Today, sunglasses are a common accessory throughout the world of sports, but it was not always that way. Sunglasses originally were unappealing because they were made of glass, impaired one's vision and were almost as much of a distraction as they were a benefit. In 1983, one company changed all that and forever changed the world of skiing and sunglasses.
In 1919, the company that would pioneer sunglasses for skiers was born, but they did not make sunglasses in the early days. Vitaliano Salice, founder of the Salice Occhiali factory, first began producing protective eyewear for the marble quarry workers of Musso in Italy. The need for eye protection was incredibly high for these miners, and Salice saw an opportunity to fill a market demand though he had no notable experience in the eye glass manufacturing industry prior to the launch of this venture. Salice was a business man, and it was his instinctive view of future needs that helped to keep his company on the cutting edge of sunglasses technology.
During World War II, Salice's factory produced sunglasses for the army in Italy much like the Bausch & Lomb company did in the United States. After the war, Salice took the products that had been developed for the army and began marketing them to Italy’s burgeoning motorcycle and scooter enthusiasts. As popularity of the Vespa and the Lambretta grew, so did the popularity of the sunglasses that every rider's fashion demanded.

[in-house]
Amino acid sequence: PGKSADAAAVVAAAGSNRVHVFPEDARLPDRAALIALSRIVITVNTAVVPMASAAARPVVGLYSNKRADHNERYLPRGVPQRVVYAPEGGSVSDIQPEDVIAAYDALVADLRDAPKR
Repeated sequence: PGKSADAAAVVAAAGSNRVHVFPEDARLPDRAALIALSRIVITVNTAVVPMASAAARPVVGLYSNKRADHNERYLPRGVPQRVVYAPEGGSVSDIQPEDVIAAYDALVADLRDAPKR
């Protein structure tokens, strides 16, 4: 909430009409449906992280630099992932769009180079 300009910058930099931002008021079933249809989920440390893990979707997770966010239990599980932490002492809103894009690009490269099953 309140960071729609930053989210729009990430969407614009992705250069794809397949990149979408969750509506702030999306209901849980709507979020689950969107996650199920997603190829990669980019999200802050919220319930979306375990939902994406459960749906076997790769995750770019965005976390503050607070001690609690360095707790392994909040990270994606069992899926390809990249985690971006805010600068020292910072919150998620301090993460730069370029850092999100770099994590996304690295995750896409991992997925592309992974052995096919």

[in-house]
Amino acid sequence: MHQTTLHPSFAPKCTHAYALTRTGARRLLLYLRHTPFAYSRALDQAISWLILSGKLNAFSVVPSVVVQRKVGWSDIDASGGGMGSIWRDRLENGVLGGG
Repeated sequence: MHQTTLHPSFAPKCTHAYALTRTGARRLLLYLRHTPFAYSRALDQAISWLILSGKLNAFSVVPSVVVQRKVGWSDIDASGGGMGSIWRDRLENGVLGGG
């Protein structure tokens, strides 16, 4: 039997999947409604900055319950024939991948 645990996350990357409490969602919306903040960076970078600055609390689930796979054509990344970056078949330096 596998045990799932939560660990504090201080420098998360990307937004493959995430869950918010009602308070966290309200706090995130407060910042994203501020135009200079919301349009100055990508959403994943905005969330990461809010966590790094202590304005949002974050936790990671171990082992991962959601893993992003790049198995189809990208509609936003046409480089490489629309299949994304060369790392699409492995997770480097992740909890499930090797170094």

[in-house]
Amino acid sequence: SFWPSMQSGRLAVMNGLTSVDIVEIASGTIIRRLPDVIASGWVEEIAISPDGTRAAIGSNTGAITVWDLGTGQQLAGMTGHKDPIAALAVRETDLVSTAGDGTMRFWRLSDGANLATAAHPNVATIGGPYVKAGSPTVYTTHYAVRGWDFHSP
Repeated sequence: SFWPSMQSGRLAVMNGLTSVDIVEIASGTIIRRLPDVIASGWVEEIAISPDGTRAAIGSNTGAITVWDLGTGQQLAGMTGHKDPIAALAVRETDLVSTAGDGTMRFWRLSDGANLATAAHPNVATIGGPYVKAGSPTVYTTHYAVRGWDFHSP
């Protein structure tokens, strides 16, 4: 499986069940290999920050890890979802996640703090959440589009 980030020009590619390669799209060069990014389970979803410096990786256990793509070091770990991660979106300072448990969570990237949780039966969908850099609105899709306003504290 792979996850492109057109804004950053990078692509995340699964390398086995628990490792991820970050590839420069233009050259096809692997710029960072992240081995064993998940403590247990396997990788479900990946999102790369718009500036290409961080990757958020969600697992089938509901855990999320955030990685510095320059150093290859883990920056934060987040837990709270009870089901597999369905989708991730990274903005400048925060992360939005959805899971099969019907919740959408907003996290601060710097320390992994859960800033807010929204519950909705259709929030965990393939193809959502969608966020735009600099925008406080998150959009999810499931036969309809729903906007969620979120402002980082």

As an age of increased leisure time approached, recreational sports began to grow in popularity among the general public. One such sport was skiing. Before the 1960s, skiing was not a widely popular sport. Unfortunately for the few skiers there were at the time, no light-weight wide-vision goggles existed. Most enthusiasts were forced to wear something similar to the welding goggles of today. Salice produced a ski goggle that was a little more comfortable for the time.
In the 1970s, Salice Occhiali hit a boon period when their goggles were worn by the remarkably successful Valanga Azzurra Italian Ski Team. As their victories grew so too did the demand for the Italian styled sunglasses they wore on the slopes. Salice Occhiali dominated the market as the Italian ski team dominated the Skiing World Cup competitions.
However, the dominating success of Salice Occhiali on the slopes was about to come to an abrupt halt. In 1983, Oakley began producing their first curved plastic lens goggle for skiers with the patented rubber that got stickier when it came into contact with sweat. The new goggles with the big "O" on the strap were lighter, stronger and safer than anything made before. Add in the fact that skier’s field of view was completely unobstructed and soon Oakley was the unchallenged leader of the market.
Today, hundreds of manufacturers have built off of and improved on Oakley's original design; including Oakley themselves. As the popularity of skiing has grown and flourished throughout the world, so have the glasses that go with it. After starting in Italy, sunglasses have become indispensable to skiers.
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